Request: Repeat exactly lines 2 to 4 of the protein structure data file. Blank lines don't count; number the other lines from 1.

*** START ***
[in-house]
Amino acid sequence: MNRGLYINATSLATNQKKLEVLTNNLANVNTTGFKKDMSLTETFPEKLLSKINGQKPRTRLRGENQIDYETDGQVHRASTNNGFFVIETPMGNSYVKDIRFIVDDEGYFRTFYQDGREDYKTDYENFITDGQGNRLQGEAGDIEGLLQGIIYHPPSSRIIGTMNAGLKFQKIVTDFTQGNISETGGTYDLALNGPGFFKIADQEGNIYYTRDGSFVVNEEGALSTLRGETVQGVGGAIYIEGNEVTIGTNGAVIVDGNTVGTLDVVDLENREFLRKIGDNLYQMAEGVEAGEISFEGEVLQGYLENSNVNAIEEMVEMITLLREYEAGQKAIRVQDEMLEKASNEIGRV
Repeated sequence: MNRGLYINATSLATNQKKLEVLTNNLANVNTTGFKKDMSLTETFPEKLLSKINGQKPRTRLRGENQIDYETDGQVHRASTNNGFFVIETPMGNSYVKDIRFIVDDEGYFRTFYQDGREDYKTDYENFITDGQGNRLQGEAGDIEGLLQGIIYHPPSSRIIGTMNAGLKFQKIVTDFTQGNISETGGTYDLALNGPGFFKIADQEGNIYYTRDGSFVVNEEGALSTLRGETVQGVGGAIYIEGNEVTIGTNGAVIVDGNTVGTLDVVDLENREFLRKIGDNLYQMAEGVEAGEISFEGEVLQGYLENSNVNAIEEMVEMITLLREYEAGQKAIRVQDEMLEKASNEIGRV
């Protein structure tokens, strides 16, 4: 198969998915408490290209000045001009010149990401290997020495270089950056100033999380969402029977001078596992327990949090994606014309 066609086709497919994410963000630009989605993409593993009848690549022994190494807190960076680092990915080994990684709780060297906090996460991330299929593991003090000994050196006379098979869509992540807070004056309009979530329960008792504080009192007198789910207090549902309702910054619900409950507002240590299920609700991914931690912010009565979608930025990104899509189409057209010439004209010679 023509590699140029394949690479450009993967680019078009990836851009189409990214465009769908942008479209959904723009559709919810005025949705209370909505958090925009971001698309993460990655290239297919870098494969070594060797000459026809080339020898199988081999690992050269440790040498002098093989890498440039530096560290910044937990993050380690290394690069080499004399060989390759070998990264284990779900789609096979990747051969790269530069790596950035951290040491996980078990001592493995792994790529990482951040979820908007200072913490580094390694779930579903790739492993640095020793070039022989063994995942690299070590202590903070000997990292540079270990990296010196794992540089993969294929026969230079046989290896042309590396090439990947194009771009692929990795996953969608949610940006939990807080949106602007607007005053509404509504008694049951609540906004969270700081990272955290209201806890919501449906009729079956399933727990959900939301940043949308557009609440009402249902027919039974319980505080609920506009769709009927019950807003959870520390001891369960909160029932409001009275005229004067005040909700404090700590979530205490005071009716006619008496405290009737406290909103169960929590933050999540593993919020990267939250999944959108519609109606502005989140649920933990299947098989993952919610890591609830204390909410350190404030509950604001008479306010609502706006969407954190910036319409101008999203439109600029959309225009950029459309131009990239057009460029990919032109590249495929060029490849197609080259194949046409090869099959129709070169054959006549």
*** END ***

Amino acid sequence: MNRGLYINATSLATNQKKLEVLTNNLANVNTTGFKKDMSLTETFPEKLLSKINGQKPRTRLRGENQIDYETDGQVHRASTNNGFFVIETPMGNSYVKDIRFIVDDEGYFRTFYQDGREDYKTDYENFITDGQGNRLQGEAGDIEGLLQGIIYHPPSSRIIGTMNAGLKFQKIVTDFTQGNISETGGTYDLALNGPGFFKIADQEGNIYYTRDGSFVVNEEGALSTLRGETVQGVGGAIYIEGNEVTIGTNGAVIVDGNTVGTLDVVDLENREFLRKIGDNLYQMAEGVEAGEISFEGEVLQGYLENSNVNAIEEMVEMITLLREYEAGQKAIRVQDEMLEKASNEIGRV
Repeated sequence: MNRGLYINATSLATNQKKLEVLTNNLANVNTTGFKKDMSLTETFPEKLLSKINGQKPRTRLRGENQIDYETDGQVHRASTNNGFFVIETPMGNSYVKDIRFIVDDEGYFRTFYQDGREDYKTDYENFITDGQGNRLQGEAGDIEGLLQGIIYHPPSSRIIGTMNAGLKFQKIVTDFTQGNISETGGTYDLALNGPGFFKIADQEGNIYYTRDGSFVVNEEGALSTLRGETVQGVGGAIYIEGNEVTIGTNGAVIVDGNTVGTLDVVDLENREFLRKIGDNLYQMAEGVEAGEISFEGEVLQGYLENSNVNAIEEMVEMITLLREYEAGQKAIRVQDEMLEKASNEIGRV
């Protein structure tokens, strides 16, 4: 198969998915408490290209000045001009010149990401290997020495270089950056100033999380969402029977001078596992327990949090994606014309 066609086709497919994410963000630009989605993409593993009848690549022994190494807190960076680092990915080994990684709780060297906090996460991330299929593991003090000994050196006379098979869509992540807070004056309009979530329960008792504080009192007198789910207090549902309702910054619900409950507002240590299920609700991914931690912010009565979608930025990104899509189409057209010439004209010679 023509590699140029394949690479450009993967680019078009990836851009189409990214465009769908942008479209959904723009559709919810005025949705209370909505958090925009971001698309993460990655290239297919870098494969070594060797000459026809080339020898199988081999690992050269440790040498002098093989890498440039530096560290910044937990993050380690290394690069080499004399060989390759070998990264284990779900789609096979990747051969790269530069790596950035951290040491996980078990001592493995792994790529990482951040979820908007200072913490580094390694779930579903790739492993640095020793070039022989063994995942690299070590202590903070000997990292540079270990990296010196794992540089993969294929026969230079046989290896042309590396090439990947194009771009692929990795996953969608949610940006939990807080949106602007607007005053509404509504008694049951609540906004969270700081990272955290209201806890919501449906009729079956399933727990959900939301940043949308557009609440009402249902027919039974319980505080609920506009769709009927019950807003959870520390001891369960909160029932409001009275005229004067005040909700404090700590979530205490005071009716006619008496405290009737406290909103169960929590933050999540593993919020990267939250999944959108519609109606502005989140649920933990299947098989993952919610890591609830204390909410350190404030509950604001008479306010609502706006969407954190910036319409101008999203439109600029959309225009950029459309131009990239057009460029990919032109590249495929060029490849197609080259194949046409090869099959129709070169054959006549």